It's true that when we wed we leave our parents, unite with our spouse, and become one (united). But that doesn't mean we cease being our own unique and individual selves. In other words, in marriage we become a bonded pair made up of two distinct persons who will forever enrich and challenge each other. We bring together a wonderful diversity of gifts and perspectives to the relationship, as well as our own set of problems. And if, God forbid, we were ever to separate we would take each of those personal issues with us. We alone own them.
As a marriage counselor, I've become more and more convinced that not all problems in a marriage are marriage problems, but are individual issues and deficits we bring to the marriage and that greatly impact the relationship. So when I do relationship counseling I think of myself as having three clients, spouse A, spouse B, and the spousal pair. But often couples come for help thinking that all of the problems are the equal responsibility of both, that they belong to the pair.
Some are, of course, just as two partners in any shared enterprise begin to have issues they have a shared 50-50 responsibility to fix. But whatever is in their individual problem areas are theirs alone to be responsible for, with God's help and whatever other help they may need.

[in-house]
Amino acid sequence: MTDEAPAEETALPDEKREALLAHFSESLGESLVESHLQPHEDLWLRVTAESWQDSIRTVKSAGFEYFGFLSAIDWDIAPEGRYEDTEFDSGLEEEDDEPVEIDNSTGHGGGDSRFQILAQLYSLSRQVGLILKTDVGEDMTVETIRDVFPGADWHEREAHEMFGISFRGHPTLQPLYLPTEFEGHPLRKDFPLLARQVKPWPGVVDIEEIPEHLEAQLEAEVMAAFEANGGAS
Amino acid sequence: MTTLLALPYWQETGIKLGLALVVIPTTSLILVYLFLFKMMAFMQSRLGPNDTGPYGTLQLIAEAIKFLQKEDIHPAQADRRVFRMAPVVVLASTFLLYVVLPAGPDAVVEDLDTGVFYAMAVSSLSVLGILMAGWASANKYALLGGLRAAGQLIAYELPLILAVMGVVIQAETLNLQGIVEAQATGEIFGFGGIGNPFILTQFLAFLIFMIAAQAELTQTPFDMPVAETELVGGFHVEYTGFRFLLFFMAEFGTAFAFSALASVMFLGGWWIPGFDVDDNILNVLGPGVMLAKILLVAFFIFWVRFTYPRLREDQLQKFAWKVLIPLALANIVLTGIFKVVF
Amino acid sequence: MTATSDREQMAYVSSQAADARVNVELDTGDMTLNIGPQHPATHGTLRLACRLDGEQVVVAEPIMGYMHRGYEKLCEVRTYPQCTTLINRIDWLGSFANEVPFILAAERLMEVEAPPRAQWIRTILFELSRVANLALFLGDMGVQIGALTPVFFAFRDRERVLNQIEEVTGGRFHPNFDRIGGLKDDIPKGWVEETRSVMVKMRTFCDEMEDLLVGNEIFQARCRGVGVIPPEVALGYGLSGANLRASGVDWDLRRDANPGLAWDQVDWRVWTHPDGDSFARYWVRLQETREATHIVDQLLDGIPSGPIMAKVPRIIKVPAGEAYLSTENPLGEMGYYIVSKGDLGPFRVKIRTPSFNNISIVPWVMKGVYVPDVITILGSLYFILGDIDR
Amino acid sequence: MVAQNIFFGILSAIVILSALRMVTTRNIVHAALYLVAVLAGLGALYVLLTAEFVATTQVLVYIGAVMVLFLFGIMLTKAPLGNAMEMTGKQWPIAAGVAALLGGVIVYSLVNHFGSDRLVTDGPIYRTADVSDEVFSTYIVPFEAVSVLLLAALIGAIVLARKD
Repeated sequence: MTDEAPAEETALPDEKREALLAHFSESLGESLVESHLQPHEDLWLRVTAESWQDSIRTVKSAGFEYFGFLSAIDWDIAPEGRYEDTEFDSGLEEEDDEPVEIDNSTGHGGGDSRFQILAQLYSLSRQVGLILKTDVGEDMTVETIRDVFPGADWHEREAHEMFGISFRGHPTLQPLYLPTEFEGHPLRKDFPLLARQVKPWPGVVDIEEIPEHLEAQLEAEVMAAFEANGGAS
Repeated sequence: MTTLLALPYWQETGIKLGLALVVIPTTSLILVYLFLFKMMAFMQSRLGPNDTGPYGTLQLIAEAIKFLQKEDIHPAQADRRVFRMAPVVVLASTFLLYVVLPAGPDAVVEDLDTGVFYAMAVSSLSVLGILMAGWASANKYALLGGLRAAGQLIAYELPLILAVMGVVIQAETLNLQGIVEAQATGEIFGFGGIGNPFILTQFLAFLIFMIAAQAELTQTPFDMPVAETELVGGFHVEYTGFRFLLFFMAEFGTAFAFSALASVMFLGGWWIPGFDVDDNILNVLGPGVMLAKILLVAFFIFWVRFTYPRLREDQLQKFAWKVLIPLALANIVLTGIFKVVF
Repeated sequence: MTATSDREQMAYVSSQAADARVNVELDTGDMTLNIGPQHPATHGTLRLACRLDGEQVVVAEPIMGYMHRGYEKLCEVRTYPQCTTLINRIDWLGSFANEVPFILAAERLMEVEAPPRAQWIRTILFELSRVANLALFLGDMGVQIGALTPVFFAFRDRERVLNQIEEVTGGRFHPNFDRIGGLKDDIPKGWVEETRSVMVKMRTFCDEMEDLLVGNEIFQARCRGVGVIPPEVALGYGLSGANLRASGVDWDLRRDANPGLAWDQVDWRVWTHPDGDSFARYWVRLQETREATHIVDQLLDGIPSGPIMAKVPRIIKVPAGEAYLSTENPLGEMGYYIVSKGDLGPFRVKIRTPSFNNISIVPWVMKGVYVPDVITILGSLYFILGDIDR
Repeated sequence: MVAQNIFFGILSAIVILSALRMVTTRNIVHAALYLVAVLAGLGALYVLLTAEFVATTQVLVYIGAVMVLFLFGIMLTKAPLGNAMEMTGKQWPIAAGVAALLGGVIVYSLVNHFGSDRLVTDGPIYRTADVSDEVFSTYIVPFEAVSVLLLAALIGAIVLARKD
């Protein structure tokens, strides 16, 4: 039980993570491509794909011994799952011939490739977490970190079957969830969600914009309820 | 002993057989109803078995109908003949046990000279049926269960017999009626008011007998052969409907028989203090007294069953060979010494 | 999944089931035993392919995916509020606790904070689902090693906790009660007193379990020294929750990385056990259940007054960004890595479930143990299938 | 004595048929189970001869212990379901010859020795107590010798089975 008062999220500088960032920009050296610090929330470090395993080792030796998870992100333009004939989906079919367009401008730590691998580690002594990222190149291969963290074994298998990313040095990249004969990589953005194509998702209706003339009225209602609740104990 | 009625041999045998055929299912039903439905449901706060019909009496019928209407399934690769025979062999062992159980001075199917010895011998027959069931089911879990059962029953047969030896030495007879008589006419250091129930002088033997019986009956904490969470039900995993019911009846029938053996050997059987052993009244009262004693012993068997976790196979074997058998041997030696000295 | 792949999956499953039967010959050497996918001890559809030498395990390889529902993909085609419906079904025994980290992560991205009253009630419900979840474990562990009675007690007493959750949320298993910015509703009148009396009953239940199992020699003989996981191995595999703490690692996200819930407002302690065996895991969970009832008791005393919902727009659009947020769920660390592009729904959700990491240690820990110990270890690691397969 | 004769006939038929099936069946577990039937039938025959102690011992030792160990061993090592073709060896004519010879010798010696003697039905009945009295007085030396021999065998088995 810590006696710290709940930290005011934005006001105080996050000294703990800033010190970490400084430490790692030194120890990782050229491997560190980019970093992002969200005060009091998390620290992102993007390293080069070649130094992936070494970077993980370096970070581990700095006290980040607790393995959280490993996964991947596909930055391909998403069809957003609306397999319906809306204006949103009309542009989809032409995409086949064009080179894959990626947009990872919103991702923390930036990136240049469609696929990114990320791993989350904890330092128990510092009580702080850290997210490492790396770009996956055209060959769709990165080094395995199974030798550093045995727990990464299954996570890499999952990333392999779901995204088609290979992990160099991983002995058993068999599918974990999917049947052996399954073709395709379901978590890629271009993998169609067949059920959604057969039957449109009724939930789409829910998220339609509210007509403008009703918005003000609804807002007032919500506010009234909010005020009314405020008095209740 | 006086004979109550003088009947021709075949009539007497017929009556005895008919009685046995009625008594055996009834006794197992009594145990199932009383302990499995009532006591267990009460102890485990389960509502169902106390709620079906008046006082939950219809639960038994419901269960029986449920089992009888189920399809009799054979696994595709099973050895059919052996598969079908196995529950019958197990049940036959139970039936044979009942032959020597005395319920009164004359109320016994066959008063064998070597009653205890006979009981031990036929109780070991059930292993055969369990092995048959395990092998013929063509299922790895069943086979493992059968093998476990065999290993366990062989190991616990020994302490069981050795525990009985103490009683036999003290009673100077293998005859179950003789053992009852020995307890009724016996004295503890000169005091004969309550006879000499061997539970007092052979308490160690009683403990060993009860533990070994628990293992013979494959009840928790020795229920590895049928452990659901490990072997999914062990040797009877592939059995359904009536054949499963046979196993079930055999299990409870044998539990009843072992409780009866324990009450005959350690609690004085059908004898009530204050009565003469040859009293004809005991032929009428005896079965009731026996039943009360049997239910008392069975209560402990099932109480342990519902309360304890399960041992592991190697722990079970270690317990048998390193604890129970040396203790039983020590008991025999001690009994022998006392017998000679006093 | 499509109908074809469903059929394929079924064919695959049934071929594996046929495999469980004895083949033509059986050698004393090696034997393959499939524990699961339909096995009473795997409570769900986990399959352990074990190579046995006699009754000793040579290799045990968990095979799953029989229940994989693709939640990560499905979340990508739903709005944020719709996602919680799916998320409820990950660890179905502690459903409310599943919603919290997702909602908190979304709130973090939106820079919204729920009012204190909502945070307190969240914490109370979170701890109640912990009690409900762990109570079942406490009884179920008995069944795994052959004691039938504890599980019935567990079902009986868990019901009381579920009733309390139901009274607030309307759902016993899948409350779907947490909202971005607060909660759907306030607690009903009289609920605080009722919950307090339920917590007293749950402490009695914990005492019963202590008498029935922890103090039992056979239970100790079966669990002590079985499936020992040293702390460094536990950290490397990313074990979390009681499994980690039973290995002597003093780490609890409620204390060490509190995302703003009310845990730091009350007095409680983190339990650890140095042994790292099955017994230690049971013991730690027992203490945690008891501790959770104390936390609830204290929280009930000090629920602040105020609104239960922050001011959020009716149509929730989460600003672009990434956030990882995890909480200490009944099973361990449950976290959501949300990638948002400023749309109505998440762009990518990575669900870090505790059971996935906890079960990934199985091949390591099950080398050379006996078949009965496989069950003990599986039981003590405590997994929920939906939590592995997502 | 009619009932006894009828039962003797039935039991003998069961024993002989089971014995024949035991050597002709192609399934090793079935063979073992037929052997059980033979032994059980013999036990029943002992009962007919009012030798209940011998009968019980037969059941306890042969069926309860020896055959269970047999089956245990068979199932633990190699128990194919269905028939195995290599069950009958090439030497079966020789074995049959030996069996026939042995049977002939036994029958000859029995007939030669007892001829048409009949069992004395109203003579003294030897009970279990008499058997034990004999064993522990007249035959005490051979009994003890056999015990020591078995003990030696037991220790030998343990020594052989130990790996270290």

Another tendency, human nature being what it is, is to becoming fixated on fixing the other person's problems. But that's where we have the least power to bring about change. But if on the other hand we give priority to our own growth and repair we can bring about an immediate and impressive amount of change in the relationship.
Here's a list of mature God-like traits we would each do well to work on:
___Love—I am gracious and generous toward others in spite of their actions.
___Joy—I demonstrate a contagiously positive spirit, even in trying circumstances.
___Peace—I experience a deep sense of inner well-being in spite of stresses in my life.
___Patience—I have the calm and strength to endure (hold on, not give up) even under stress.
___Kindness—I consistently show respect and care toward others, no matter how I’m treated.
___Goodness—I am able to act positively toward others, for their good, even when I am tired or am tempted to hurt them or get even.
___Faithfulness—I have an unwavering commitment to others’ good and to stable relationships.
___Gentleness—I operate from the kind of strength that keeps me from resorting to aggressive or desperate actions, even when tested.
___Self-control—I am able to live a calm, controlled, and well-managed life.
- based on Galatians 5:22-23
How might each of these really light up our lives and transform our relationships?